Tuesday, September 29, 2015

T.J. Bass

As a kid of the seventies, I caught many of the best parts of over-population and ecological disaster and their warped futures science fiction ever. Whether we're talking the rather gritty and practical Soylet Green, to the rather stylish and fantastic Logan's Run. I actually read the novels years before I ever saw their movie presentation. Oddly enough, I saw Walking Tall, the Exorcist, The Texas Chainsaw Massacre and Jaws before I was 18, err or 17, or whatever age it takes before kids can get into 'R'-rated movies, but rugged Charlseton Heston and glam Farah Fawcett were too much for my family. So as it was that I'd be in my 30 before I saw Michael York as a sandman, it'd be in my late 40s, damn-near 50, that I'd find out about the novels by Thomas J Bassler MD or TJ Bass. I thank Ben Assaf for the lead from over at Good Reads.

The population boom is not so much a failure as it is an absolute success. Thousands of years in the future, humans as we know them are being replaced by the nebish.  Millions of billions, possibly a trillion or two, inhabit the planet. Every square inch of the surface that isn't a mountain or tar pit is relegated to being dedicated to agriculture. The humanoids, and their entourage of vermin and parasites, are pretty much the only complex organism alive living in vast underground cities. The population centers of the world comprise the Hive.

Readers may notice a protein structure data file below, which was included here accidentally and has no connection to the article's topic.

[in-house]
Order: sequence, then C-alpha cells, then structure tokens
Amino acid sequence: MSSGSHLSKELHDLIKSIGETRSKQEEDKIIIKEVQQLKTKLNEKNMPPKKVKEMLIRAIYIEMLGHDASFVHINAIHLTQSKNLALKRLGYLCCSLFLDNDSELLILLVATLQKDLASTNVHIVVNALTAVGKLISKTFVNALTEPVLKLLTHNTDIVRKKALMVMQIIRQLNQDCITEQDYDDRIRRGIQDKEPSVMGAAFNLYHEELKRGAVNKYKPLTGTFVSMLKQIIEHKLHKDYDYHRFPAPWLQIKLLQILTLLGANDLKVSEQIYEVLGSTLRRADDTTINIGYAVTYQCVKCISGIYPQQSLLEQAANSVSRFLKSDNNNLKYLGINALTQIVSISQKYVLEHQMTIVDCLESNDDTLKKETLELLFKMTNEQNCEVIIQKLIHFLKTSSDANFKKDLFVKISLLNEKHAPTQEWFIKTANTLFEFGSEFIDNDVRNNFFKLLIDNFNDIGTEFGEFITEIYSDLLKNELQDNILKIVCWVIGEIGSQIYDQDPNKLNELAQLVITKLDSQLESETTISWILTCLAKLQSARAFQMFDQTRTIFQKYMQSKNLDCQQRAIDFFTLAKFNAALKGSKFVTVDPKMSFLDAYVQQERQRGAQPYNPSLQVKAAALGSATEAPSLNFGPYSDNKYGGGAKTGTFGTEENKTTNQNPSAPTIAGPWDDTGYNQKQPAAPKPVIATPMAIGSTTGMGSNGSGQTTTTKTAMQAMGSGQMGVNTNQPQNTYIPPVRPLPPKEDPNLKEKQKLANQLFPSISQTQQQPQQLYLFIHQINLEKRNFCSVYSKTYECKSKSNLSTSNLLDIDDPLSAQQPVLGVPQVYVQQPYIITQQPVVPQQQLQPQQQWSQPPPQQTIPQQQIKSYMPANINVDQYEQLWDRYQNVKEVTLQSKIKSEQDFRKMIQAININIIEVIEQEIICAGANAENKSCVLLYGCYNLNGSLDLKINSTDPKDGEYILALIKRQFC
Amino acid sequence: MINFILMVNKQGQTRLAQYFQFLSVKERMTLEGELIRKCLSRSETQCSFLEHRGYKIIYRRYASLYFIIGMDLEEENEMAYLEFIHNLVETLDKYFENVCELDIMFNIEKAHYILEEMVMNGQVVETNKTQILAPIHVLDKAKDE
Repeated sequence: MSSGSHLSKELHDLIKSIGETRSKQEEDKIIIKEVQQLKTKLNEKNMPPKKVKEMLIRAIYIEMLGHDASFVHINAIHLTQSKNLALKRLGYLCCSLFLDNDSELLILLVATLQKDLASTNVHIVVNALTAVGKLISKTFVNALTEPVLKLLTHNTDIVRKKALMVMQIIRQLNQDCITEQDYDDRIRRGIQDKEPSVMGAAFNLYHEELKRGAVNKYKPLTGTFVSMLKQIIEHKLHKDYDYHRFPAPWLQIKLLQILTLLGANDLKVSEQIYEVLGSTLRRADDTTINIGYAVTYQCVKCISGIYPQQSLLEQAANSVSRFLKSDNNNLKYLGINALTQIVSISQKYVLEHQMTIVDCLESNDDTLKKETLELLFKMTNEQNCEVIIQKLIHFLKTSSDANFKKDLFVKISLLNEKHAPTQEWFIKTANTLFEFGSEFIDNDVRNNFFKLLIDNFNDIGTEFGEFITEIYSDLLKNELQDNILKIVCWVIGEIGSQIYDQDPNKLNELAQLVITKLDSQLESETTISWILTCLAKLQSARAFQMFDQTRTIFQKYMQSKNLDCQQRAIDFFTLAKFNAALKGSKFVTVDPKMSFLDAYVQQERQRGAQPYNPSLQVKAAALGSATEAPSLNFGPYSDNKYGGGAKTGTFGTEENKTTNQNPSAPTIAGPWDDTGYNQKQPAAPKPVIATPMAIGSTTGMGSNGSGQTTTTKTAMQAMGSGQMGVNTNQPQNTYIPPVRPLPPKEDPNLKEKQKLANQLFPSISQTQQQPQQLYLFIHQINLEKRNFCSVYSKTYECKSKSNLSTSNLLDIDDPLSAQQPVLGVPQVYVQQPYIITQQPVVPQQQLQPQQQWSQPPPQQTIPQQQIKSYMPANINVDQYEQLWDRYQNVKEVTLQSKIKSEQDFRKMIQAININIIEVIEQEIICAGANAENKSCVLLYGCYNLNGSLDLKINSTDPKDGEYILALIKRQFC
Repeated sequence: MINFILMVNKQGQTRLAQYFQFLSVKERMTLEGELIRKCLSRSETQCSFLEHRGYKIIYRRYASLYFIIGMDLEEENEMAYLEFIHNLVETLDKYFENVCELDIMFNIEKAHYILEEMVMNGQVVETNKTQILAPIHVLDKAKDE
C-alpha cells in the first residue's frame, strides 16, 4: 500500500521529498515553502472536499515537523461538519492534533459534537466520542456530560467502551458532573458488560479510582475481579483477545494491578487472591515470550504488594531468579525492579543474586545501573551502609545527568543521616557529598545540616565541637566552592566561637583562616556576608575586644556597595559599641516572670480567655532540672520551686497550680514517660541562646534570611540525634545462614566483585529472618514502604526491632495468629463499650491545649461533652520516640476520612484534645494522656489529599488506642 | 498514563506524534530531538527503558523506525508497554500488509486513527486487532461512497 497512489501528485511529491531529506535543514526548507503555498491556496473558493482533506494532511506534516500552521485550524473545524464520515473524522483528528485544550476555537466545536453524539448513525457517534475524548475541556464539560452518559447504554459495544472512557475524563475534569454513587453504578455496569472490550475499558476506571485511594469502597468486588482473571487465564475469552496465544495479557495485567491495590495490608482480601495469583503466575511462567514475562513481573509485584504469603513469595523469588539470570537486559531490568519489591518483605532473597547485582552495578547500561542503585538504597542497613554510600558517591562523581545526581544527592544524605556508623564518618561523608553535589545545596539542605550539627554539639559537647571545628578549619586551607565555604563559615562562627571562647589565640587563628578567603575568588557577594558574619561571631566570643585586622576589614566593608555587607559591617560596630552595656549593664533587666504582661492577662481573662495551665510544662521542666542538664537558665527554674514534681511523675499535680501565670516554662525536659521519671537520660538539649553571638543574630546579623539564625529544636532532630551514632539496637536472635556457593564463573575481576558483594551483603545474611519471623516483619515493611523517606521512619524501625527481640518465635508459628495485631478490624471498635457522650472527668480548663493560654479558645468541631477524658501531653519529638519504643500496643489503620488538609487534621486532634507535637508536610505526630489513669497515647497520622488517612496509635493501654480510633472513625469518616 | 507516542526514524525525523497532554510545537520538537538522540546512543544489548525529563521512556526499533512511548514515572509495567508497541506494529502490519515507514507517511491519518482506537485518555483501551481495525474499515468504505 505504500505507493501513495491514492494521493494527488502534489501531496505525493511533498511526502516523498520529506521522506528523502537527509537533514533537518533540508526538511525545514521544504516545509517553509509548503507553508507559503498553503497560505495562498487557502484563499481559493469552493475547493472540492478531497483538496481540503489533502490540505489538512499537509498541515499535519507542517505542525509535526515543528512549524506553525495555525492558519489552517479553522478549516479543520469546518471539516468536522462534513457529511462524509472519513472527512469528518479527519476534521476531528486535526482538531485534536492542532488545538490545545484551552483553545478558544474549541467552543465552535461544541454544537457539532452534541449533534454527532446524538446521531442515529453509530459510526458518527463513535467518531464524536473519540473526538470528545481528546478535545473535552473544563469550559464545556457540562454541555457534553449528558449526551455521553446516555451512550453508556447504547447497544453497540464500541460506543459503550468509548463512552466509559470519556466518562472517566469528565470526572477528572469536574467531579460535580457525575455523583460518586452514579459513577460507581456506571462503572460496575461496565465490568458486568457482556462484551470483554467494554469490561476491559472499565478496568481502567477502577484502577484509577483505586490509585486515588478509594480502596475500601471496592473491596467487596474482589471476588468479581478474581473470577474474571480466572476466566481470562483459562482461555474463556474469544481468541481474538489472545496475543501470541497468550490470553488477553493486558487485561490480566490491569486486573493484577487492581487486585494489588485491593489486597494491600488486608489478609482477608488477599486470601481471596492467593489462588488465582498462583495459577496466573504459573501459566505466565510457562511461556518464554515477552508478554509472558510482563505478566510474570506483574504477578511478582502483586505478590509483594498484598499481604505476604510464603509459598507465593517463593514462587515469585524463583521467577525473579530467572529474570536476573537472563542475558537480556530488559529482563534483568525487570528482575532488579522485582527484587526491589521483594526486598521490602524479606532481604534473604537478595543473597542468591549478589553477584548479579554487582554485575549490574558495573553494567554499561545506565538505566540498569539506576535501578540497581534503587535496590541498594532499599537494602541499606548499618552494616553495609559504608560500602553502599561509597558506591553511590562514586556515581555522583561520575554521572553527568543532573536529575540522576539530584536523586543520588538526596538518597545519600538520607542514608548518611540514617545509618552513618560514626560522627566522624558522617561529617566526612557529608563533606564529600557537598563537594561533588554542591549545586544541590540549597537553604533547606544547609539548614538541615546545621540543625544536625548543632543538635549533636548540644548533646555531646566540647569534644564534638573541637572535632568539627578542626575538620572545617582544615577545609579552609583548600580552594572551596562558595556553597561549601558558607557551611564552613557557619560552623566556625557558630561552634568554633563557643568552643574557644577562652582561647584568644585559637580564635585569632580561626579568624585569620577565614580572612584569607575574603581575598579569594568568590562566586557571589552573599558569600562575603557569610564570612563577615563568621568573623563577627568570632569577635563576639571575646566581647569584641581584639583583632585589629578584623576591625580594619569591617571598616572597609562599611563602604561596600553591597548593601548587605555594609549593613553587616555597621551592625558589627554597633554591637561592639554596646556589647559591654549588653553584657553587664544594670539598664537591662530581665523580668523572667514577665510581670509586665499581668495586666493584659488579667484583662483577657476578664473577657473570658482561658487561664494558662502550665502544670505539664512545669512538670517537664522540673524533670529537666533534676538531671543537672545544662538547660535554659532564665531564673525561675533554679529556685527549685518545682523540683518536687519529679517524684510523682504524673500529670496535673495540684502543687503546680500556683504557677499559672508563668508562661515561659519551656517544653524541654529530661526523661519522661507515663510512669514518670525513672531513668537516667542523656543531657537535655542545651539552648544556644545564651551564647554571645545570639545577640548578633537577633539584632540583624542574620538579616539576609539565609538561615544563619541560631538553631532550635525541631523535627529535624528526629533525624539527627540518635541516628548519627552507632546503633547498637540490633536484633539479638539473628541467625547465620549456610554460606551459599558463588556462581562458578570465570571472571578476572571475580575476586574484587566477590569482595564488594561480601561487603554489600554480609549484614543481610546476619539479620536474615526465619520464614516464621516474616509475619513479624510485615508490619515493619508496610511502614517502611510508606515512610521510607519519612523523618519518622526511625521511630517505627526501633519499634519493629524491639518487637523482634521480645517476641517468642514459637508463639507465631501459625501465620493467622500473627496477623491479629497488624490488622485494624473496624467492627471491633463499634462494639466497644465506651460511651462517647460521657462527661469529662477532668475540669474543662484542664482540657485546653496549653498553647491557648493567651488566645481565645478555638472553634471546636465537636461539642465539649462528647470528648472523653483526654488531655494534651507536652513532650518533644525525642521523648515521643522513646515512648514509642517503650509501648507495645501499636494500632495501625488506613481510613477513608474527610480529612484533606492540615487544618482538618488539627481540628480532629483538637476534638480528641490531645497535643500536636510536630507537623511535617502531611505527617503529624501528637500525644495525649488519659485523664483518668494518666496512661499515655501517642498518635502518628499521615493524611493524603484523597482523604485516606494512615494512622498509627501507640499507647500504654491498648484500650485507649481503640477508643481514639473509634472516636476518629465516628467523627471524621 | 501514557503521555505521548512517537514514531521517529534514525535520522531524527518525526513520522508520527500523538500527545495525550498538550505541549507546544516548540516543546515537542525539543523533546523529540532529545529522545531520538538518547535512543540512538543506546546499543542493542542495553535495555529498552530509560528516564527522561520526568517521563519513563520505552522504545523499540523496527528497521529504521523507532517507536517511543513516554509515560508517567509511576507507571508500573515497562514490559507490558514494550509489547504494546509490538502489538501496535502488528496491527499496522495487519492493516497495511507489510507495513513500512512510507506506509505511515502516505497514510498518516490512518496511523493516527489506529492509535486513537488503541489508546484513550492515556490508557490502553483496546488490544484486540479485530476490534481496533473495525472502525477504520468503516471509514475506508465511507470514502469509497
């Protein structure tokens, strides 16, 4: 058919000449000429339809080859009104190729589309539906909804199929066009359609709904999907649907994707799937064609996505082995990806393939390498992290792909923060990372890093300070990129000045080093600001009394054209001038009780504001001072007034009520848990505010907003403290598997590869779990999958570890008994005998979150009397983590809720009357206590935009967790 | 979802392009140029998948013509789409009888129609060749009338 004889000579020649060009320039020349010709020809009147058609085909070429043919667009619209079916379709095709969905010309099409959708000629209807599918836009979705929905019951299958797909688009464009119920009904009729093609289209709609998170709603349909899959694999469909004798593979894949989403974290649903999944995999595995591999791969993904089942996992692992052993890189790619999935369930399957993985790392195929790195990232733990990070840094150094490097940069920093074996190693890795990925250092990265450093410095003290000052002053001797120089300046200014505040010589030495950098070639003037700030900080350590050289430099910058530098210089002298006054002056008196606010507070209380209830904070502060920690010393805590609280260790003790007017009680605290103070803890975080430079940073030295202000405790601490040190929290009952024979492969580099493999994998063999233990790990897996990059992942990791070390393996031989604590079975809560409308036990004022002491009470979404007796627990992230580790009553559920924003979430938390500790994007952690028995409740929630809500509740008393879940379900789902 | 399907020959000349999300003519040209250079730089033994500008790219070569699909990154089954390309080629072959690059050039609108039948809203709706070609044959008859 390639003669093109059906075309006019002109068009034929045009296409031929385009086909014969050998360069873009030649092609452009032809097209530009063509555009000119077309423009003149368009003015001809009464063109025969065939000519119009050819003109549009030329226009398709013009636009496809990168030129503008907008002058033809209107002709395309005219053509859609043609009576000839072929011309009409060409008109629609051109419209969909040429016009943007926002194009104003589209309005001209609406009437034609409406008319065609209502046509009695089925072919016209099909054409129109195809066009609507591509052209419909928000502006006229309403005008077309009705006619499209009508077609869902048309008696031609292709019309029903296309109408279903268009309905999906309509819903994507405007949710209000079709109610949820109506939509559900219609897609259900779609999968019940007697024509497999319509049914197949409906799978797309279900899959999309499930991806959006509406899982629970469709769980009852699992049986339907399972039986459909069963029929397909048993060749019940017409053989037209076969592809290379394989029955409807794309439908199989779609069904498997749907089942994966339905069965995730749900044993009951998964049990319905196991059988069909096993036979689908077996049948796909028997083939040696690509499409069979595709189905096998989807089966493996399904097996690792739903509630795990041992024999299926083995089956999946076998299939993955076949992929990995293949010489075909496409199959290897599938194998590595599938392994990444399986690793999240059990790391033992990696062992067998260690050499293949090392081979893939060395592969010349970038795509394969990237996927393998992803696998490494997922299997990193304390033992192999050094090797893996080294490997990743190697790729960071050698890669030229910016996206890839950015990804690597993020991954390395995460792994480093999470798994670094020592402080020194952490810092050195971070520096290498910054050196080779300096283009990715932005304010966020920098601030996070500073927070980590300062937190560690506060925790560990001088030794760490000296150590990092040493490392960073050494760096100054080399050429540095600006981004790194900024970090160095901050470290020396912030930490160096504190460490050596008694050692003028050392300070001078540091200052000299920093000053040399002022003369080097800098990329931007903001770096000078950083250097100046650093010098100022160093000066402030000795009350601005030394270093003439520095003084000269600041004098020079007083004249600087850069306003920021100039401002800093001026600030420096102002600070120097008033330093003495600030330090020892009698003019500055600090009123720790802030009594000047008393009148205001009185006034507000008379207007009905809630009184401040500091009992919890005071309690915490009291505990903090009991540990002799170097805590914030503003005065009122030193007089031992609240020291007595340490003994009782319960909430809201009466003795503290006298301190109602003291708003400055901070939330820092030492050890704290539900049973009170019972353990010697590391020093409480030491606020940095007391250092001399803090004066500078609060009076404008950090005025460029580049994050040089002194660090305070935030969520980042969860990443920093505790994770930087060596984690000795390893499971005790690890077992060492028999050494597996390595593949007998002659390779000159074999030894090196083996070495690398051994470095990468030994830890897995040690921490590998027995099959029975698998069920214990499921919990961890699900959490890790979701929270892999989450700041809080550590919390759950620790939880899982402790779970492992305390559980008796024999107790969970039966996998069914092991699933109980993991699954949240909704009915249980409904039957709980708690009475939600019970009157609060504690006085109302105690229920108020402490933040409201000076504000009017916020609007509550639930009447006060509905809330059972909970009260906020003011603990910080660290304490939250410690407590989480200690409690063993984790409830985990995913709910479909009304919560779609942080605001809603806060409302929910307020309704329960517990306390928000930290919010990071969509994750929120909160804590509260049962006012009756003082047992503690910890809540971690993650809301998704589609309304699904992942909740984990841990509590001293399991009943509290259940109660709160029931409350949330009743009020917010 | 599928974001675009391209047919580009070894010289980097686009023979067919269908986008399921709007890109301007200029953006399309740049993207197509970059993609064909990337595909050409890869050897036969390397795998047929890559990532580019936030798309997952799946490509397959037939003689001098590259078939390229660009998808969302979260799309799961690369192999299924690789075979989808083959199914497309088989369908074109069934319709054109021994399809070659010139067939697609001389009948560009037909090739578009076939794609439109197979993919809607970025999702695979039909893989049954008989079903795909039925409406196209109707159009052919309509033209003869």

Much as we view bears, mountain lions, and neanderthals the nebish view their contemporary human neighbors. Unlike the bears and lions, the humans tend to really be dangerous. The battling between the two makes quite a fulfilling sport for combatants on both sides. The most successful nebish hunters even tend to defect to the outside world and become "cow-eyes" (one needs big eyes to be above ground) themselves.

The dystopic future presented by TJ Bass is undated, and keenly not easily outdated as a lot of science fiction ends to be. The author was a physician and his understanding of biological science shows, but he keeps it fairly understandable to non-scientist reader, like me. His technical world is functional without belaboring too many engineering processes and he avoids over specifying the technology itself-- unlike the petroleum, fusion, and telephone-driven futures of 1945-1995. His societal evil is quietly competent and many a corporate employee reading this will get it right away. She maybe even agree with the Hive.

It was Bassler's take on artificial intelligence that I liked the best. While the humans, yes even the nebish are human, have complete story-arcs, the reader gets to know the AI working around the characters. I find this last bit the most interesting aspect about these two books. In a time where sci-fi writing is dominated by evil electronic-minds overtaking humanity, it is nice to see how a non-robotic engineer can understand how AI will most likely become helpful and therefore actually used by humanity. The works taken together rather reminded me of how HG Well's works, especially The War of the Worlds or The Time Machine, not only read well but are still relevant as speculative fiction. Definitely a couple of King Kongs here of S-F literature.

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